Pfizer Covid vaccine is effective against South African variant - how does the Oxford jab compare?

Mutant viruses were neutralised by the Pfizer vaccine (Photo: Getty Images)Mutant viruses were neutralised by the Pfizer vaccine (Photo: Getty Images)
Mutant viruses were neutralised by the Pfizer vaccine (Photo: Getty Images)

The Pfizer/BioNTech Covid-19 is effective in protecting against the coronavirus variant that emerged from South Africa, a new study has found.

Researchers at the University of Texas Medical Branch (UTMB) at Galveston found that the vaccine neutralises the virus with the N501Y and E484K mutations.

Mutant viruses neutralised

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The UTMB study, published in Nature Medicine, tested sera samples obtained from the blood and found evidence that the mutant viruses were neutralised by the Pfizer vaccine.

However, results did find that neutralisation against the E484K mutation was slightly lower than against the N501Y mutation.

New strains of Covid-19 that have been discovered in the UK and South Africa all share the same N501Y mutation, but a separate South African strain has an E484K mutation, with a number of these cases being detected in the UK causing concern.

These mutations are located in the viral spike protein and could potentially increase the affinity of the viral spike for the ACE2 receptor to which Covid-19 is known to bind.

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Researchers say the N501Y mutation also seems to expand the range of hosts the virus can infect to include mice.

Pei-Yong Shi, from the UTMB, and Philip Dormitzer, vice president and chief scientific officer of viral vaccines at Pfizer, and colleagues engineered combinations of mutations found in these circulating variants, and tested these on 20 participants who were previously part of the vaccine clinical trial.

Samples were obtained two or four weeks after immunisation with two doses of the vaccine, three weeks apart.

Each serum was then tested for neutralisation of the non-mutant strain of coronavirus, as well as the mutant strains.

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Prof Shi said: “In this study, we engineered the common mutation from the new strains – N501Y in the spike protein (the viral protein responsible for attaching to and entering cells) – to SARS-CoV-2.

“As a continuous collaboration with Pfizer, we used a panel of clinical trial serum specimens to test if this single mutation affects the antibody activity against the virus induced by the vaccine.

“Our results showed this mutation alone does not compromise the vaccine’s neutralising activity against the virus, which is good news for the vaccine.”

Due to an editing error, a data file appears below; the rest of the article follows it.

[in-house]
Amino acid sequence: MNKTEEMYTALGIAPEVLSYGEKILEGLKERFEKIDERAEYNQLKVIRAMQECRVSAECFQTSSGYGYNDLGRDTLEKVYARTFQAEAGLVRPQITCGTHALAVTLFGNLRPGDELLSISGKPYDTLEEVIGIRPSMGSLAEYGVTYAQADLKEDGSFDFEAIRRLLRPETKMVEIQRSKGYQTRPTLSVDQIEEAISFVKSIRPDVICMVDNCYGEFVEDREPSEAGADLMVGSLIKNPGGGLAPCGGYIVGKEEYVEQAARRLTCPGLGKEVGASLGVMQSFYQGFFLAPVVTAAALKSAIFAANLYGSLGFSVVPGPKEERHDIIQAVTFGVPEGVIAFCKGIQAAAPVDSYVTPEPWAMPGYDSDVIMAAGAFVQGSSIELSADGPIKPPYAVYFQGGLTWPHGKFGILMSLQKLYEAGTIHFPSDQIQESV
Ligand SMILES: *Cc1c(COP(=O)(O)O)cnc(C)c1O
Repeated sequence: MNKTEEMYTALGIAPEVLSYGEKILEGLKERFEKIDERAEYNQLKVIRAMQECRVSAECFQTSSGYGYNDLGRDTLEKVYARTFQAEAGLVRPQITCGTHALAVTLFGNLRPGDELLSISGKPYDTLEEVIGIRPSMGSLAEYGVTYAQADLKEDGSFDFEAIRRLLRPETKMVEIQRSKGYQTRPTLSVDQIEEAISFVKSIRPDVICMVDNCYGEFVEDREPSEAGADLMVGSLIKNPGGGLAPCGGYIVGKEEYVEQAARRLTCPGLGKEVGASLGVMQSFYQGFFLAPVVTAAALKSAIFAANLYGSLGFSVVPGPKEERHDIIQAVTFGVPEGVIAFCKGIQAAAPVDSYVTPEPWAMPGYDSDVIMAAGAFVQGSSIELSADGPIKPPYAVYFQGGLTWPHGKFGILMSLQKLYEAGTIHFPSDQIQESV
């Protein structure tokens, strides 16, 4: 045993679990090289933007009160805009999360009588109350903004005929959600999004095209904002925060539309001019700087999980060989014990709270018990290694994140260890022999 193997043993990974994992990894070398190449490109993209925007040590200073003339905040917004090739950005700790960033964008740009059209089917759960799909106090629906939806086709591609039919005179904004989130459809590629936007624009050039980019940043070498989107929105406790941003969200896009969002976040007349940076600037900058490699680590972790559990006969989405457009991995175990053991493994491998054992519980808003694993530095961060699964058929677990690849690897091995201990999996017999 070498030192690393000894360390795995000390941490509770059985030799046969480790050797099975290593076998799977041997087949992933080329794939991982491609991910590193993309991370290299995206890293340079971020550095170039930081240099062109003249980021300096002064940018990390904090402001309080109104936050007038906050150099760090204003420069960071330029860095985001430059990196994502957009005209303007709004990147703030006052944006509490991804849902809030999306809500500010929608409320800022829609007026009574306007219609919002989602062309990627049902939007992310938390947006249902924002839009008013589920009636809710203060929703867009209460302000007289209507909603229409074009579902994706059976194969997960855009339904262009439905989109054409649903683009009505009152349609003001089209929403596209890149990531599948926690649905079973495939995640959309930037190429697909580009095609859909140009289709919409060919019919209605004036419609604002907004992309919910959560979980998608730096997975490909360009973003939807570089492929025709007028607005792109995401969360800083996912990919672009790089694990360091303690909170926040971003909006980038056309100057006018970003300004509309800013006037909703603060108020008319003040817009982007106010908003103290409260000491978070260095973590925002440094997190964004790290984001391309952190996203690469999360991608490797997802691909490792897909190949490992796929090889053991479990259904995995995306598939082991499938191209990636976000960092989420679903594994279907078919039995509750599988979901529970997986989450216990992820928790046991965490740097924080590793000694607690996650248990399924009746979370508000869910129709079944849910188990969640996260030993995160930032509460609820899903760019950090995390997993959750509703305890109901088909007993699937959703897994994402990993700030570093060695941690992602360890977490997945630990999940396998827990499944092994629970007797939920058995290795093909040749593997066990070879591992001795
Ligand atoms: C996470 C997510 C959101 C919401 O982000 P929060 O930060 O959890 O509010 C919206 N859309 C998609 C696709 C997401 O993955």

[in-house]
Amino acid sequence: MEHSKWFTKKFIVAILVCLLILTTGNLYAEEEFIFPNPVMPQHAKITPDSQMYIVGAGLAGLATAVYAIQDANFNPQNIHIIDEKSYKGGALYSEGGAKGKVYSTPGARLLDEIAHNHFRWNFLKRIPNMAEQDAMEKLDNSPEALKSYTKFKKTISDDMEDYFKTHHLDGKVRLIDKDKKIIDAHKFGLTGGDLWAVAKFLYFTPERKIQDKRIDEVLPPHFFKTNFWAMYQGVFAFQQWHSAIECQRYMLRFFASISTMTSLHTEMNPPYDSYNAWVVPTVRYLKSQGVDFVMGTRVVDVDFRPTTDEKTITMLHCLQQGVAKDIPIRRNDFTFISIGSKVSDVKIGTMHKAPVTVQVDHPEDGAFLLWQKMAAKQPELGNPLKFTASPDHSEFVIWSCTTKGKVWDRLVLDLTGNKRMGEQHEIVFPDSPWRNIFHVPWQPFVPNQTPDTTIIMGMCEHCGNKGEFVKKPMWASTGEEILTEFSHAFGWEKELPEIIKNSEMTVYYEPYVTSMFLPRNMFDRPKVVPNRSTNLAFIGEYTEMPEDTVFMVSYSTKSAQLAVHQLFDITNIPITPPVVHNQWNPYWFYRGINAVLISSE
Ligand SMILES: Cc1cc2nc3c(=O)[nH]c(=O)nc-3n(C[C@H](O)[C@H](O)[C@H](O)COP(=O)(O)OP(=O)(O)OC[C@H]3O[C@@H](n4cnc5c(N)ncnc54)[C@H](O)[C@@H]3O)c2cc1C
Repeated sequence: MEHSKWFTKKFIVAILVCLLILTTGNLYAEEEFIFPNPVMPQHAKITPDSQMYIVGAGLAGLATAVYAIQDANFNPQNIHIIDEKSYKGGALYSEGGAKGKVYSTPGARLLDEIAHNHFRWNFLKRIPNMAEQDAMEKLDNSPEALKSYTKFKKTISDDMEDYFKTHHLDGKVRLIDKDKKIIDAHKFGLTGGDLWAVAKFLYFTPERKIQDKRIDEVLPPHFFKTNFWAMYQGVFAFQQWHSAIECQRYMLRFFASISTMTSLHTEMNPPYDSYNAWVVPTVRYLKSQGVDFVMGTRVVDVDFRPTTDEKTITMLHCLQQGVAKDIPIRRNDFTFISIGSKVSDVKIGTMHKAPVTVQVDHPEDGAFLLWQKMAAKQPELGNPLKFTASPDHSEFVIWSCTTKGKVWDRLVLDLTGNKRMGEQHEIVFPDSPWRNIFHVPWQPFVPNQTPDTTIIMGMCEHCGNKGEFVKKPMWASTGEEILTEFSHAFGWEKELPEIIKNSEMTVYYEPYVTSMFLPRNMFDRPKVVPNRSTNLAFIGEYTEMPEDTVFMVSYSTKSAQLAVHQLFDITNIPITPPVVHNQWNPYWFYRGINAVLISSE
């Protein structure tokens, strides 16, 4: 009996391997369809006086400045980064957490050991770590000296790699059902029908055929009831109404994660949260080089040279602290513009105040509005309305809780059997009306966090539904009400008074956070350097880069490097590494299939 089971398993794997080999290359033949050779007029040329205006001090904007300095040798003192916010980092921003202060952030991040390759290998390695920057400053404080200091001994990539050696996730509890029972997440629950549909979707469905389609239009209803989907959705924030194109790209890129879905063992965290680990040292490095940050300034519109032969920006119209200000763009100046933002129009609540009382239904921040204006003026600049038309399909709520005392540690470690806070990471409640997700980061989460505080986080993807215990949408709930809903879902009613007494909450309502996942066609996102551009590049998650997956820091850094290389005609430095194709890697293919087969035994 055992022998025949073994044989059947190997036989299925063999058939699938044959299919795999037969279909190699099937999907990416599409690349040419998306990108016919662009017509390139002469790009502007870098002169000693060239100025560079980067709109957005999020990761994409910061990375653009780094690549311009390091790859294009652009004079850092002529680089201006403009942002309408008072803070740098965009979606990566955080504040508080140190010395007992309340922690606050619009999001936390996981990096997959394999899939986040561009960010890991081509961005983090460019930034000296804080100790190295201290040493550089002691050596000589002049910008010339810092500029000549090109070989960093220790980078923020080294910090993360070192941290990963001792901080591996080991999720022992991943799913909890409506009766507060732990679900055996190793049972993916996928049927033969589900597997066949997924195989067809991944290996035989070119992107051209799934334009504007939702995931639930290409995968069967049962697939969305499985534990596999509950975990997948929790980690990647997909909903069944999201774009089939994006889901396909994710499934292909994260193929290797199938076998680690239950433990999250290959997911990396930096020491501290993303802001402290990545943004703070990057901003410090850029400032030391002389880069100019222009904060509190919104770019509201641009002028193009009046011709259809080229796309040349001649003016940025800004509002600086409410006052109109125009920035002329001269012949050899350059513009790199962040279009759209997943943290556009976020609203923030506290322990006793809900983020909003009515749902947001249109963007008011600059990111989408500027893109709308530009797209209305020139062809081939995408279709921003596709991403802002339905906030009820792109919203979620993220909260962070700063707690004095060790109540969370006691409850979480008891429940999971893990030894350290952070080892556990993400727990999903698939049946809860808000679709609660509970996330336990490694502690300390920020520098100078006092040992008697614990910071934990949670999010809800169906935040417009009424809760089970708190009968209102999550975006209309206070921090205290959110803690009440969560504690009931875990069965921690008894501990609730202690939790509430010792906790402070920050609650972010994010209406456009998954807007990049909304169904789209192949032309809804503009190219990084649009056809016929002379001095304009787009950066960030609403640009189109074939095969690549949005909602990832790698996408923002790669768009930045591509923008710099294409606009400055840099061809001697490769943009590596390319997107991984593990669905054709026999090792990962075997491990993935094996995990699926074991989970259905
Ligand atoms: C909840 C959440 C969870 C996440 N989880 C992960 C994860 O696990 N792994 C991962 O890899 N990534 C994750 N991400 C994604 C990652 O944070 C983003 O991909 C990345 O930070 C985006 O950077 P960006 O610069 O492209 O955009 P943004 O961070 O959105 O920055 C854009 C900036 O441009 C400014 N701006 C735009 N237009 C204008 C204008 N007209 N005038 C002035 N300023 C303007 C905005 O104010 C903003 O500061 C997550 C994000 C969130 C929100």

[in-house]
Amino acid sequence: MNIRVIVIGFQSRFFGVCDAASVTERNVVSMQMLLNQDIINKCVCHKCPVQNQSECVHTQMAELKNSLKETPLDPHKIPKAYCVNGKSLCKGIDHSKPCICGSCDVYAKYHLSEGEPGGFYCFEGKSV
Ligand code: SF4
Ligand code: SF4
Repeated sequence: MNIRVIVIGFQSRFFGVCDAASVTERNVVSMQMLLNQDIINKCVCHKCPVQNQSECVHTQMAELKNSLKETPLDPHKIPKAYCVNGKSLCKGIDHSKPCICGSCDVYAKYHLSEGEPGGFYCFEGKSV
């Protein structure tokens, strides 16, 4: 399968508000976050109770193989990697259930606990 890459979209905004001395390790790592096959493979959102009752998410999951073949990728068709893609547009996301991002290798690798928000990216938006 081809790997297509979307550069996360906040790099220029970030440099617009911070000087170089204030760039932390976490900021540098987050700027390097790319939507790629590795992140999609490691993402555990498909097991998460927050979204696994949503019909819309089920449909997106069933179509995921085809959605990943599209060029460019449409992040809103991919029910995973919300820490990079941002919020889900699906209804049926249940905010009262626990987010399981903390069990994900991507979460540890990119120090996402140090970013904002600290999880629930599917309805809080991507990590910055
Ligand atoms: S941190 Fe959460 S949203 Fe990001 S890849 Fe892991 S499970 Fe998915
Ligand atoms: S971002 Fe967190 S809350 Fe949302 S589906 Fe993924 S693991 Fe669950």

How does the Oxford vaccine compare?

The UTMB study comes following separate research that found the Oxford/AstraZeneca vaccine was not effective at preventing mild illness caused by the more contagious South African mutation.

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A study of around 2,000 people has shown that the vaccine only offers minimal protection against mild disease of the variant and, due to the young age of the participants, could not conclude whether the jab can protect against severe disease.

More than 140 cases of the South African variant have so far been identified in the UK, with experts warning these are likely to be the “tip of the iceberg” due to the fact they are the result of random checks on five to 10 per cent of all positive tests.

Dr Mike Tildesley, who advises the government as a member of the Scientific Pandemic Influenza Group on Modelling (Spi-M), said it is “very possible” that the South African variant is already quite widely spread in the UK.

He said that “surge testing” currently taking place must be effective to stop the variant spreading further, and warned that lockdown restrictions may be needed for longer if the mutation does become more prevalent in the UK.

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On Monday (8 February), health minister Edward Argar said that Oxford researchers remained confident that their vaccine could prevent severe disease from the variant, and booster jabs to tackle new strains are already in the pipeline.

As such, Britons face needing a third jab this year amid concerns over the Oxford vaccine’s effectiveness against the mutant strain.

Professor Sarah Gilbert, lead research of the Oxford vaccine, said her team is currently working on an adapted version of the jab that could tackle the South African mutation, with hopes the booster vaccine will be available by autumn.

She said: “This year we expect to show that the new version of the vaccine will generate antibodies that recognise the new variant. Then it will be very much like working on flu vaccines.

“It looks very much like it will be available for the autumn.”